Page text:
Climate crisis: People need to change their diet and flying habits to help planet, chief scientific adviser Sir Patrick Vallance warns

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People will need to eat less meat and change their flying habits in order to tackle the climate crisis, the UK's chief scientific adviser has warned.

Speaking ahead of the COP26 climate talks, Sir Patrick Vallance said behaviour changes will be required as well as new green technology to help the planet.

He joined senior scientific advisers from around the world to issue a statement ahead of the global summit, calling on leaders to take urgent action to limit warming to 1.5C.

The statement, released as leaders and negotiators head to Glasgow for the climate talks, said limiting warming "will require rapid, urgent and sustained action and significant behavioural, socioeconomic and technological transformations across the world".

Signed by nearly 40 chief scientists, it added that it was still possible to curb temperature rises to 1.5C, but only with steep reductions in global emissions by 2030 and reducing them to zero overall by 2050.

Sir Patrick said the message to world leaders is that "1.5C is achievable, it's absolutely what we should be aiming for" but it requires action now.

He added this decade is the decade of research and development of innovation as it has to be applied now or the world will not be able to reach the target.

"It's going to require detailed plans, it's going to require technology, it's going to require behavioural change and it's going to require monitoring in order to achieve this, including monitoring of emissions," he said.

On behavioural changes, Sir Patrick said reductions in meat-eating and flying would need to happen, adding: "There will be a move away from the extent of meat-eating we've seen in the past, and I think we will all need to think about our flying habits.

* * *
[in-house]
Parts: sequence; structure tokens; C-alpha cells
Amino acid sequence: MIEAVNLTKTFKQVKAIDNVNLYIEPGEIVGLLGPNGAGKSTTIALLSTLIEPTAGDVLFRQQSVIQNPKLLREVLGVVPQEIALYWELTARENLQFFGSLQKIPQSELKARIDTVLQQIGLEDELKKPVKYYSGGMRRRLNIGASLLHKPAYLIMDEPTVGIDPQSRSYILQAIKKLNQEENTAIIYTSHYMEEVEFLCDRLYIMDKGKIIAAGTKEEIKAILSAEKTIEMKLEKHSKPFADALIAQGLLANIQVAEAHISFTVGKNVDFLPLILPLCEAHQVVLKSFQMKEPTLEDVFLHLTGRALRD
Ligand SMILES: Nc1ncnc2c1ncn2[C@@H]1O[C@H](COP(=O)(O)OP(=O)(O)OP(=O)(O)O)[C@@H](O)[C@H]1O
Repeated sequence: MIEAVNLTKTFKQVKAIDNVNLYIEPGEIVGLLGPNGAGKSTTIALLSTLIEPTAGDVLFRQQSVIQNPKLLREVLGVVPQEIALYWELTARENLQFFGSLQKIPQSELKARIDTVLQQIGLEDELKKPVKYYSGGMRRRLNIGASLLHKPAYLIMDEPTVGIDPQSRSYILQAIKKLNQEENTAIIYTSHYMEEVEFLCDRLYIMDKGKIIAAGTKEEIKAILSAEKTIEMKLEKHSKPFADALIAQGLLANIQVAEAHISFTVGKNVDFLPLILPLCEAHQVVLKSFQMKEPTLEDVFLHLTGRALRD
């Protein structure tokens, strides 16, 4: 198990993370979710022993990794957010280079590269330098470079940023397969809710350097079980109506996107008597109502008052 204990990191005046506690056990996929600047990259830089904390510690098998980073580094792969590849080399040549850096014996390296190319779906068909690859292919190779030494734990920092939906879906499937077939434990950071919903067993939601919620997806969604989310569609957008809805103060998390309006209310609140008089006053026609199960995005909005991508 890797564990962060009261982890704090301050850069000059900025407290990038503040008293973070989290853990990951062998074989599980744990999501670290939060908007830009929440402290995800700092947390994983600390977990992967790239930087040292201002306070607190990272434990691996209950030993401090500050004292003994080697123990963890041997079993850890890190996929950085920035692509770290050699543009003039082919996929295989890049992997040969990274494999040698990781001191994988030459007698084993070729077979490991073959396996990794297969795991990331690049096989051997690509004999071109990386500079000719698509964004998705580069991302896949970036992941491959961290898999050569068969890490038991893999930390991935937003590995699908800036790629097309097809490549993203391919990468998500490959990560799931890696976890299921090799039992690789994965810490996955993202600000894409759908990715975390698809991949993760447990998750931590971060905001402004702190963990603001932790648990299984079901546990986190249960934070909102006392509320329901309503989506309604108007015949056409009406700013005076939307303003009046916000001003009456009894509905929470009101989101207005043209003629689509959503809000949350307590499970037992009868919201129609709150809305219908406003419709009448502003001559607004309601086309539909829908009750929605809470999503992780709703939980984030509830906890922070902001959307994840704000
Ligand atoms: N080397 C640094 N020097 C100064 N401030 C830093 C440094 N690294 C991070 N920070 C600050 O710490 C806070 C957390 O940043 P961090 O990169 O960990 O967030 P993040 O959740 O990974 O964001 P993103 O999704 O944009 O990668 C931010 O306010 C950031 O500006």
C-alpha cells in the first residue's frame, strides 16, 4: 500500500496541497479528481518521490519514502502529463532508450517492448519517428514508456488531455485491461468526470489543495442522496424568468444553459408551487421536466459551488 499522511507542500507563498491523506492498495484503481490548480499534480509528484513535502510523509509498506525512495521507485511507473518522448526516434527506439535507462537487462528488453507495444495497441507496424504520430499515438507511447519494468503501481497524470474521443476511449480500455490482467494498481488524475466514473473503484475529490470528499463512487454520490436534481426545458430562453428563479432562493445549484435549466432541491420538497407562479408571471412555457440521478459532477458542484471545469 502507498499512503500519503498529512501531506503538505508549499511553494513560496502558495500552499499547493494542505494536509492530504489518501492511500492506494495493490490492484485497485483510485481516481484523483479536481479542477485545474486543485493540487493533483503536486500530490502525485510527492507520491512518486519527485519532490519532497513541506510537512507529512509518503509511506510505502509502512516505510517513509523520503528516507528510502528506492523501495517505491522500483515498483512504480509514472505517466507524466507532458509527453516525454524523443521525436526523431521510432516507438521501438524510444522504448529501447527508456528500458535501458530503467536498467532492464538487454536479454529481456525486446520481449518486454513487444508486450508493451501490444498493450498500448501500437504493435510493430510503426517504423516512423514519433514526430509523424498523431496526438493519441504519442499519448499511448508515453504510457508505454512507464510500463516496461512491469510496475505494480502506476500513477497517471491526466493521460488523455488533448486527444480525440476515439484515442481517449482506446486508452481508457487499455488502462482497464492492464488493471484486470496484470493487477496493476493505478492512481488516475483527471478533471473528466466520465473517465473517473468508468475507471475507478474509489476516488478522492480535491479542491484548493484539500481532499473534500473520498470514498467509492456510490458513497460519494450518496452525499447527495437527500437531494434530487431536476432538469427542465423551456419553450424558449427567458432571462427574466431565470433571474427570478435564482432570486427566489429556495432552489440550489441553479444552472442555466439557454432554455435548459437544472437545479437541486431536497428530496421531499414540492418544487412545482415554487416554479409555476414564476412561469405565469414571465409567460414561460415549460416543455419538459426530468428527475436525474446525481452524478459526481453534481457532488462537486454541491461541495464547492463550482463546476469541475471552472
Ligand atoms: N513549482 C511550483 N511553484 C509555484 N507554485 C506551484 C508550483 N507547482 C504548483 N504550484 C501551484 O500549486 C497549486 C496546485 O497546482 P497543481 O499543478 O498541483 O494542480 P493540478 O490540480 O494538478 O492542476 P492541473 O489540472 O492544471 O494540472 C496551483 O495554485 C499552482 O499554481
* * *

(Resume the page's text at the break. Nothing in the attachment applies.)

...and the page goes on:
"But of course, coupled to that, there's also technological advances, so as options for green transport become real that will change again.

"One of the climate challenges is it's a series of small things from all of us that turn into a big change.

"Those little things, that appear like they're not very much, are important when they are aggregated across many, many millions of people."

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He said most of the technologies needed to shift to a greener world are already "visible", and warned against relying on a "magic new technology" coming along in future years to solve the problem.

He noted the "green choice needs to be the easy choice" for people, including on price, convenience, and with a clear understanding of what they can do on an individual level to make a difference.

In the statement, advisers made clear that stabilising the climate would limit sea level rises and extreme weather events, improve prosperity, and protect human health and nature.

It also said addressing climate change would require intense international collaboration on research and innovation to develop and deliver new solutions across all sectors of the global economy.

Governments should focus on piloting and scaling up existing green technologies over the next decade, accelerate the development of next-generation solutions, and involve every part of society in the green transition, which must be affordable, accessible, and fair, the statement said.

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